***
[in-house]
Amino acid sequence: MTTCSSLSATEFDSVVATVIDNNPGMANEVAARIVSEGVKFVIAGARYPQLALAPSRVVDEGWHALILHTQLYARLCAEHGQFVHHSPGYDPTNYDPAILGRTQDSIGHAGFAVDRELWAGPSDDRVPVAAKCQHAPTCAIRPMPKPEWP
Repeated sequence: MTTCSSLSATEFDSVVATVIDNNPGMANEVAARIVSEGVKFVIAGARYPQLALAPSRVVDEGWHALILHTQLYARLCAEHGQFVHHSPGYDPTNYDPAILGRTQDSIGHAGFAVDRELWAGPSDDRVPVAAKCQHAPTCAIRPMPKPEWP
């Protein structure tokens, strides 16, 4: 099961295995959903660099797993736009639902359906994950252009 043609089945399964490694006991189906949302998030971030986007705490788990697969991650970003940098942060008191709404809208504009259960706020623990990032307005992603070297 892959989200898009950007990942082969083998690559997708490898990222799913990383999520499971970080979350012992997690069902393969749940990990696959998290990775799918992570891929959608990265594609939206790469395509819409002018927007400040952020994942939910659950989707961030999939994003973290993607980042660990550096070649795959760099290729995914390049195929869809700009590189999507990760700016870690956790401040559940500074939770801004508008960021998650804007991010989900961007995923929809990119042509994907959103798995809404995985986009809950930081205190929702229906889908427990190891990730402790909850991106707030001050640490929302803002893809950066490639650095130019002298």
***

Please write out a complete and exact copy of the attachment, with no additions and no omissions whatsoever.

[in-house]
Amino acid sequence: MTTCSSLSATEFDSVVATVIDNNPGMANEVAARIVSEGVKFVIAGARYPQLALAPSRVVDEGWHALILHTQLYARLCAEHGQFVHHSPGYDPTNYDPAILGRTQDSIGHAGFAVDRELWAGPSDDRVPVAAKCQHAPTCAIRPMPKPEWP
Repeated sequence: MTTCSSLSATEFDSVVATVIDNNPGMANEVAARIVSEGVKFVIAGARYPQLALAPSRVVDEGWHALILHTQLYARLCAEHGQFVHHSPGYDPTNYDPAILGRTQDSIGHAGFAVDRELWAGPSDDRVPVAAKCQHAPTCAIRPMPKPEWP
């Protein structure tokens, strides 16, 4: 099961295995959903660099797993736009639902359906994950252009 043609089945399964490694006991189906949302998030971030986007705490788990697969991650970003940098942060008191709404809208504009259960706020623990990032307005992603070297 892959989200898009950007990942082969083998690559997708490898990222799913990383999520499971970080979350012992997690069902393969749940990990696959998290990775799918992570891929959608990265594609939206790469395509819409002018927007400040952020994942939910659950989707961030999939994003973290993607980042660990550096070649795959760099290729995914390049195929869809700009590189999507990760700016870690956790401040559940500074939770801004508008960021998650804007991010989900961007995923929809990119042509994907959103798995809404995985986009809950930081205190929702229906889908427990190891990730402790909850991106707030001050640490929302803002893809950066490639650095130019002298």